Coleman tried in earnest to restart his career, appearing in episodes of "227" (NBC, 1985-1990), "Married with Children" (Fox, 1987-1997) and "Martin" (Fox, 1992-97). He even reprised Arnold Jackson alongside Conrad Bain's Phillip Drummond for the final episode of "The Fresh Prince of Bel Air" (NBC, 1990-96), in which they arrive at the Banks' mansion as prospective buyers. Despite such efforts, Coleman's personal troubles continued to mount. While broke, he was forced to take odd jobs, including one as a security guard, much to the delight of the tabloid media. Adding insult to injury, he landed in trouble with the law while trying to purchase a bulletproof vest for his job in 1998. A bus driver named Tracy Fields asked Coleman to sign an autograph for her. While he obliged, she wanted more, which resulted in a heated argument that included Fields mocking Coleman for his failed career. The fight degraded into physical violence when Coleman punched Fields several times, claiming later that he felt threatened by her and acted in self-defense. Though the charge of assault and battery was reduced to disturbing the peace, to which he pleaded no contest and received a suspended sentence, Coleman nevertheless endured his own figurative beating at the hands of the media, including a parody on "Chappelle's Show" (Comedy Central, 2003-06).
Coleman soldiered on, all the while managing to retain his trademark humor and charm, though he often was forced to lapse into self-parody in order to land acting jobs. Over the years, he made numerous appearances as himself, including a cameo on season two of "The Surreal Life" (The WB/VH1, 2003-06) and appearance in several music videos. After serving as an intern at KRQ Radio in Tucson, AZ, which later turned into a paying gig, he began writing Coleman Confidential for UGO.com, a weekly advice column driven by readers' questions. In a bizarre twist, Coleman entered the California recall election in 2003 after agreeing to run when his name was put into the race by East Bay Express, a Oakland newspaper looking to satirize and protest the recall election. One of 135 aspirants, which included eventual winner Arnold Schwarzenegger, Coleman finished just behind Hustler publisher Larry Flynt in 8th place with over 14,000 votes.
Immediately following the election, Coleman's campaign resulted in a new job as the political analyst for the fledgling Hollywood-based All Comedy Radio network. In 2006, he stooped to self-parody as the pitchman for the cash-advance loan company, CashCall, filming a series of commercials that even included a take on his famous "Diff'rent Strokes" catchphrase. But while he seemed to enjoy a bit of resurgence, his personal troubles once again began to mount. In 2007, Coleman was cited for disorderly conduct in Provo, UT, after a police officer spotted him having a heated argument with a woman, Shannon Price, who turned out to be his future wife, whom he married just a month later in a secretive ceremony. Coleman later acknowledged the marriage in February 2008, while also confirming that Price had been his first-ever romantic partner. Meanwhile, their beleaguered relationship was front and center on a 2008 episode of "Divorce Court" (syndicated, 1999- ), though the two were on the program in an effort to save, rather than dissolve the marriage.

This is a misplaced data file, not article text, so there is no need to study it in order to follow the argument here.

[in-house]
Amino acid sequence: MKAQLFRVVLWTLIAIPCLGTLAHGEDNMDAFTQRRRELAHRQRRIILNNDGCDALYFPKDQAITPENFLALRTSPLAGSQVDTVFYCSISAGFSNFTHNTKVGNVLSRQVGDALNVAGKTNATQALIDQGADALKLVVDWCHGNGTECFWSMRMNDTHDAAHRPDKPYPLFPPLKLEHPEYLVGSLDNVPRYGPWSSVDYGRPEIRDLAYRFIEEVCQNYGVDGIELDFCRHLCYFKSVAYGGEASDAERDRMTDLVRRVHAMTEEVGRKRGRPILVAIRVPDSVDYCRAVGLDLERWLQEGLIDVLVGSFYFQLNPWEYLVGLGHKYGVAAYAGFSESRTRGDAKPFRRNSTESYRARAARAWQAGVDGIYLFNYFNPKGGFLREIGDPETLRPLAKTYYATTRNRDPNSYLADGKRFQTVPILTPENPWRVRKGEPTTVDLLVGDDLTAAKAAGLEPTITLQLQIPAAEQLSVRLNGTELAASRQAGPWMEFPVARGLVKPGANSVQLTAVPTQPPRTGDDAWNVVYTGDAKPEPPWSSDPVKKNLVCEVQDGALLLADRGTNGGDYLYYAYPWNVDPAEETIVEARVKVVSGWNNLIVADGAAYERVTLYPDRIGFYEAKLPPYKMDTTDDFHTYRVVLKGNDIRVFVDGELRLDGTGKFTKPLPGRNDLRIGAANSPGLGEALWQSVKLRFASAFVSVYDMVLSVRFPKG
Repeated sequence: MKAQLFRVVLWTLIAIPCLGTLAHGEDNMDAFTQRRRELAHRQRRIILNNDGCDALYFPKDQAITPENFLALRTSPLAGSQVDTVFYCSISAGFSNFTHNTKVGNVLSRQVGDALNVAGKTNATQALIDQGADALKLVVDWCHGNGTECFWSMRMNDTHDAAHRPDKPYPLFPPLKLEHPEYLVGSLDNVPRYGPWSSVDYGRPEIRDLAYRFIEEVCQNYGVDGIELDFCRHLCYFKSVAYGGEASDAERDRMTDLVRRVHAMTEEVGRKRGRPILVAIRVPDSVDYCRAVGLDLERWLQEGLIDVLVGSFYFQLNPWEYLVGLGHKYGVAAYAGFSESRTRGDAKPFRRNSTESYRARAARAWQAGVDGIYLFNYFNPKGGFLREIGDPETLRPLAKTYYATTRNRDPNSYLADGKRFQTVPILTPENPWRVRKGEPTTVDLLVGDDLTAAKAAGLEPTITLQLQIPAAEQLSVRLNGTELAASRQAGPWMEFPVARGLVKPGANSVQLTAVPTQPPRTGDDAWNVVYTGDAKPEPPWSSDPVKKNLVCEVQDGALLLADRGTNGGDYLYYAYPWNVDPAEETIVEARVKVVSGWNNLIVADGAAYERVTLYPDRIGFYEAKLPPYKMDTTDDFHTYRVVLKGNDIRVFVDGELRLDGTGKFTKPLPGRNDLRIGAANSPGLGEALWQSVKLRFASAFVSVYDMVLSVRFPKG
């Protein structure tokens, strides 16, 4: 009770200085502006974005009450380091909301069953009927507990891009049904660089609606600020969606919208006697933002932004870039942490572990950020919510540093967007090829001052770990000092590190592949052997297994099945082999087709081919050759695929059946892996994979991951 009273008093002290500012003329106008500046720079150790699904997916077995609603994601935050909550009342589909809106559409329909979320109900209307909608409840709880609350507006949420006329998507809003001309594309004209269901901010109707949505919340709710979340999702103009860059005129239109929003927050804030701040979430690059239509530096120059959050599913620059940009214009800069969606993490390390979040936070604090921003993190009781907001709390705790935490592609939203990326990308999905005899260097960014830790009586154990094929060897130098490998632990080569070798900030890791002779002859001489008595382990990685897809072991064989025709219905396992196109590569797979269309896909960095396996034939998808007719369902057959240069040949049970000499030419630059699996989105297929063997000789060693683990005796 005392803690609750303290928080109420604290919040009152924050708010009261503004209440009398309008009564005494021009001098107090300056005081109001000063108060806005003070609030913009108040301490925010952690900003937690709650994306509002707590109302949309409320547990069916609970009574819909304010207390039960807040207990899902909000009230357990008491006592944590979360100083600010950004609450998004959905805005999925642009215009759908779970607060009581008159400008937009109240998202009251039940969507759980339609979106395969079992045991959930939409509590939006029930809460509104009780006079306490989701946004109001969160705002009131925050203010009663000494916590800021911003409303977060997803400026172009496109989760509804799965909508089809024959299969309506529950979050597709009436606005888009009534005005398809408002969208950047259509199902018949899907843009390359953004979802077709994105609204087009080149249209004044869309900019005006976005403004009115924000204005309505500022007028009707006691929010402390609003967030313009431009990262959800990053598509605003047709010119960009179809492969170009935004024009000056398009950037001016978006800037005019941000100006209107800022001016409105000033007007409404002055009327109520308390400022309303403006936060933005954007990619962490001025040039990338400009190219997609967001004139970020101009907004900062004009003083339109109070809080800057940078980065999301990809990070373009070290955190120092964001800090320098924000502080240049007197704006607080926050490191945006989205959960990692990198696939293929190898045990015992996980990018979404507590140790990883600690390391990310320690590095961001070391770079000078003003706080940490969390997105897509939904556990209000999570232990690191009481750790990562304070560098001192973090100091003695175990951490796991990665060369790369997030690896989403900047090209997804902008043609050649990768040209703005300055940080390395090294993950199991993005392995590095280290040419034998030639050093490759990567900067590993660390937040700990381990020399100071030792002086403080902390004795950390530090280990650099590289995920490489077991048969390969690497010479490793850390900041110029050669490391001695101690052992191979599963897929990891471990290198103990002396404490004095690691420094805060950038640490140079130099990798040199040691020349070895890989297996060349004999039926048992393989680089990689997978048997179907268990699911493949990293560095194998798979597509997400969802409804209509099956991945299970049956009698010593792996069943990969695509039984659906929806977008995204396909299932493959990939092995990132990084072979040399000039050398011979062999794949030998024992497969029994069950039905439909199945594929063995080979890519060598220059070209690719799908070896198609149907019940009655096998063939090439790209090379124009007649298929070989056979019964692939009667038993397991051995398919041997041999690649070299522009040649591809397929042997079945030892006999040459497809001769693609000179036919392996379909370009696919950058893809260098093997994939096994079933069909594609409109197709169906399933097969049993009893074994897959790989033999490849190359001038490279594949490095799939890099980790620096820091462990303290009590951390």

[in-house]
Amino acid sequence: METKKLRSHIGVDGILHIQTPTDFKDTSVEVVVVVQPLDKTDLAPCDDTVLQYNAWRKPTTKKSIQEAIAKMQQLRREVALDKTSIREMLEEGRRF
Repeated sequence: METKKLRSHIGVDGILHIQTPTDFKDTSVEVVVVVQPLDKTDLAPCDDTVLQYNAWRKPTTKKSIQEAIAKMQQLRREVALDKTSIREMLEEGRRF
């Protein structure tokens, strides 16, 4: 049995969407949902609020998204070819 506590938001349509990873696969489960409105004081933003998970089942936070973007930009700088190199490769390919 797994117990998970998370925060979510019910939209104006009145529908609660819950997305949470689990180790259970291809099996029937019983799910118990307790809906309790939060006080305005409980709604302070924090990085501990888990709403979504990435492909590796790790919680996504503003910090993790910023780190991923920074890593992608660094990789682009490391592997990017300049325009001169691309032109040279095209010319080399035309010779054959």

Also that year, Coleman was involved in an auto accident in Utah, when he backed up his truck at a bowling alley and struck patron Colt Rushton, hitting his knee and pulling him underneath. Though rushed to the hospital, Rushton was soon released with minor injuries. According to witnesses, the accident evolved from an argument over Rushton wanting to take a photograph and Coleman refusing the request. Coleman pleaded no contest to disorderly conduct and reckless driving, and paid a $100 fine while fending off a personal injury lawsuit filed by Rushton. Back on screen in 2009, he briefly appeared as himself in an episode of "Penn & Teller: Bullshit!" (Showtime, 2003- ), in which he was introduced as a brown dwarf star that was going to destroy the Earth in 2012.
Also in 2009, he made an appearance on the reality show "Shark Tank" (ABC, 2009- ), on which he was promptly dismissed for pitching a Gary Coleman Bobble-head. Meanwhile, his problems with wife Shannon Price continued when the Santaquin police were called to the couple's home, where they found her screaming expletives on their front lawn and claiming she had ransacked Coleman's room. Police arrested Price on suspicion of domestic violence and disorderly conduct. She was released two hours later after posting a $1200 bond. In January 2010, Coleman had a bit of a health scare when he was taken to the hospital after feeling faint and vomiting at a hotel room in Los Angeles, where he was in town to meet with producers about his latest film, "Midgets vs. Mascots." Apparently, he had wanted them to remove a brief frontal nude scene he did not authorize them to use. Coleman was released from the hospital in less than a day in fine spirits and good health after suffering what his agent called a slight seizure. Only five months later, Coleman was again rushed to the hospital, this time for a fall he had taken at his Utah home. It was determined by doctors that he had suffered a brain hemorrhage. Only two days after the incident, the decision was made to remove the actor from life support. He was 42 years old.